The Formula 1 Season got off to a terrible start on Saturday in Melbourne, with the majority of Q3 players putting in a bank lap (a time that registers their participation in the session) and then simply returning their cars to garage in the knowledge that the two Mercedes cars would be unbeatable.
The new format for Qualifying consists of rolling knockouts: in Q1 there is a 7 minute opening time where all 22 cars can post a lap time. At the 7 minute mark a 90 second clock begins counting down, and if you’re the slowest car at the end of that 90 seconds you’re knocked out, and the 90 seconds begins again, knocking out 7 drivers by the end of Q1.
This system repeats in the following qualifying sessions. Or at least it was supposed to. Whether the teams were sending a strong message to Formula One Management about their feelings on the format, or that it’s simply an inherently flawed system that is too easily gamed by the bigger teams, one thing is clear – this format should not be used again.(Editor’s note: It won’t be.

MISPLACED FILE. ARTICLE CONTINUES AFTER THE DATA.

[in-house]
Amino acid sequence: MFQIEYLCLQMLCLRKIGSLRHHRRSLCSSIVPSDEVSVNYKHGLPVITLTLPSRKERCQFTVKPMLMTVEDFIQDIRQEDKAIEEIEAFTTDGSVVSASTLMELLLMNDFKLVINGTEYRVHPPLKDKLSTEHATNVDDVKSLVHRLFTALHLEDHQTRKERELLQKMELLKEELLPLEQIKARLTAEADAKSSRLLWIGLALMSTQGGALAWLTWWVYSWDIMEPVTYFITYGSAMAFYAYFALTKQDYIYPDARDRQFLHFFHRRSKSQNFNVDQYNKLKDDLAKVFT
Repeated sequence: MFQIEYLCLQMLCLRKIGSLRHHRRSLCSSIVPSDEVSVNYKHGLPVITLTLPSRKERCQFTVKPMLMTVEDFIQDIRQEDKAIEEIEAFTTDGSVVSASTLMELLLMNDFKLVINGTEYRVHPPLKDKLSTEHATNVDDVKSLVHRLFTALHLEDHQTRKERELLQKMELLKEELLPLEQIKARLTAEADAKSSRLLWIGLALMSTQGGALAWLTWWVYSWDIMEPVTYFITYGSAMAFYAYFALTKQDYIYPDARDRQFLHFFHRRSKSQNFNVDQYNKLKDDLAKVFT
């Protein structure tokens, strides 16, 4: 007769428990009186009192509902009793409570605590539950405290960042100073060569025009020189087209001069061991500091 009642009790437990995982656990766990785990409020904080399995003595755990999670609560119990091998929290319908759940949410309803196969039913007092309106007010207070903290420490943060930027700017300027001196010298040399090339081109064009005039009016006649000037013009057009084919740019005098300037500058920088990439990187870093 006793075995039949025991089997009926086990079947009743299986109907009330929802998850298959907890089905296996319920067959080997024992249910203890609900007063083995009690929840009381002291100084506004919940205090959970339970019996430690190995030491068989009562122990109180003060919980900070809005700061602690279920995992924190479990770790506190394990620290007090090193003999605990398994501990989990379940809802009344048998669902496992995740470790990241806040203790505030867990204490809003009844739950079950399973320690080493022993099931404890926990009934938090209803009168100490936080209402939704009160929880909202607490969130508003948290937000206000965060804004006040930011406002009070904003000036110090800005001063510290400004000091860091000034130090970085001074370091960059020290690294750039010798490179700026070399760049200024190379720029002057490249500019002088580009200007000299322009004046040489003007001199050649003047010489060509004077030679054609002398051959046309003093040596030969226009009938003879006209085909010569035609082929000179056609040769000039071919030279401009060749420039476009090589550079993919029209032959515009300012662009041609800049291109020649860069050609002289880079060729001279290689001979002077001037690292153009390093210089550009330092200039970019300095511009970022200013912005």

Paying fans and viewers would’ve been mortified at the distinct lack of action as the stars they’d come to see calmly returned the cars to the pits, climbed out and reported to the weighing station before Q3 had even finished. No doubt many of the commentators would’ve also been very displeased. The average four day ticket for Albert Park can range anywhere from $300-500 for a good seat, and I can guarantee that many ticket holders would rightly feel ripped off.
The really bizarre aspect of this is that there wasn’t much wrong with the old qualifying format. All 22 cars could participate in Q1, at the end of which the six slowest were eliminated, then another six in Q2 before the top 10 battled it out in Q3, which nearly always ran down to the wire and quite often produced surprise grid results after the chequered flag had fallen.
There is still a strong chance that the actual race can be a very dramatic and engrossing spectacle, but any half decent motorsport fan knows that Qualifying is part of the excitement that leads up to the race proper.
Just not with this format.